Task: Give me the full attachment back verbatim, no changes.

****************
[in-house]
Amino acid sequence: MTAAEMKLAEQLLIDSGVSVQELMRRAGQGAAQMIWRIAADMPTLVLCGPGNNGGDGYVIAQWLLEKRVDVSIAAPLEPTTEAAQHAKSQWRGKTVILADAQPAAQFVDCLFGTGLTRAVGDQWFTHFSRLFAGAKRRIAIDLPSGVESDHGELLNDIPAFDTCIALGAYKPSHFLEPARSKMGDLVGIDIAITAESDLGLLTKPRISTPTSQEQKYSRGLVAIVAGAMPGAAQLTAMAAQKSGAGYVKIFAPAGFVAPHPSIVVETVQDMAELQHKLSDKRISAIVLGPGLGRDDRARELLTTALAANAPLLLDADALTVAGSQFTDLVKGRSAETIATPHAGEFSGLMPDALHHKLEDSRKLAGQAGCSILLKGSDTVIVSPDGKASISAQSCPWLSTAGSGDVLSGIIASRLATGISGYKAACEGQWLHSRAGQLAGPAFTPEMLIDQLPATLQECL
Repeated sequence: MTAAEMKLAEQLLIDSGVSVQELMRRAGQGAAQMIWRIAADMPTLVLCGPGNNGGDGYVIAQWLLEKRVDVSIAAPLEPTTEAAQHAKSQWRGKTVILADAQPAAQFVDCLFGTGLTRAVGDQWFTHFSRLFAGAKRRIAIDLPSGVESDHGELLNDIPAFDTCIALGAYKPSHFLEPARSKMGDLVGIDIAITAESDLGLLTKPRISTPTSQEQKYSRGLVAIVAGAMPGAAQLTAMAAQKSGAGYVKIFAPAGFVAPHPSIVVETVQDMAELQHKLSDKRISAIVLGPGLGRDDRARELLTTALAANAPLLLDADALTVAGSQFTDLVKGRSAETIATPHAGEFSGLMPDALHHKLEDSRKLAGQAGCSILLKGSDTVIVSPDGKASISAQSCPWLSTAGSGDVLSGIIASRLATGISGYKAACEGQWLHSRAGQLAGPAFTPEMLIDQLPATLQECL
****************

[in-house]
Amino acid sequence: MTAAEMKLAEQLLIDSGVSVQELMRRAGQGAAQMIWRIAADMPTLVLCGPGNNGGDGYVIAQWLLEKRVDVSIAAPLEPTTEAAQHAKSQWRGKTVILADAQPAAQFVDCLFGTGLTRAVGDQWFTHFSRLFAGAKRRIAIDLPSGVESDHGELLNDIPAFDTCIALGAYKPSHFLEPARSKMGDLVGIDIAITAESDLGLLTKPRISTPTSQEQKYSRGLVAIVAGAMPGAAQLTAMAAQKSGAGYVKIFAPAGFVAPHPSIVVETVQDMAELQHKLSDKRISAIVLGPGLGRDDRARELLTTALAANAPLLLDADALTVAGSQFTDLVKGRSAETIATPHAGEFSGLMPDALHHKLEDSRKLAGQAGCSILLKGSDTVIVSPDGKASISAQSCPWLSTAGSGDVLSGIIASRLATGISGYKAACEGQWLHSRAGQLAGPAFTPEMLIDQLPATLQECL
Repeated sequence: MTAAEMKLAEQLLIDSGVSVQELMRRAGQGAAQMIWRIAADMPTLVLCGPGNNGGDGYVIAQWLLEKRVDVSIAAPLEPTTEAAQHAKSQWRGKTVILADAQPAAQFVDCLFGTGLTRAVGDQWFTHFSRLFAGAKRRIAIDLPSGVESDHGELLNDIPAFDTCIALGAYKPSHFLEPARSKMGDLVGIDIAITAESDLGLLTKPRISTPTSQEQKYSRGLVAIVAGAMPGAAQLTAMAAQKSGAGYVKIFAPAGFVAPHPSIVVETVQDMAELQHKLSDKRISAIVLGPGLGRDDRARELLTTALAANAPLLLDADALTVAGSQFTDLVKGRSAETIATPHAGEFSGLMPDALHHKLEDSRKLAGQAGCSILLKGSDTVIVSPDGKASISAQSCPWLSTAGSGDVLSGIIASRLATGISGYKAACEGQWLHSRAGQLAGPAFTPEMLIDQLPATLQECL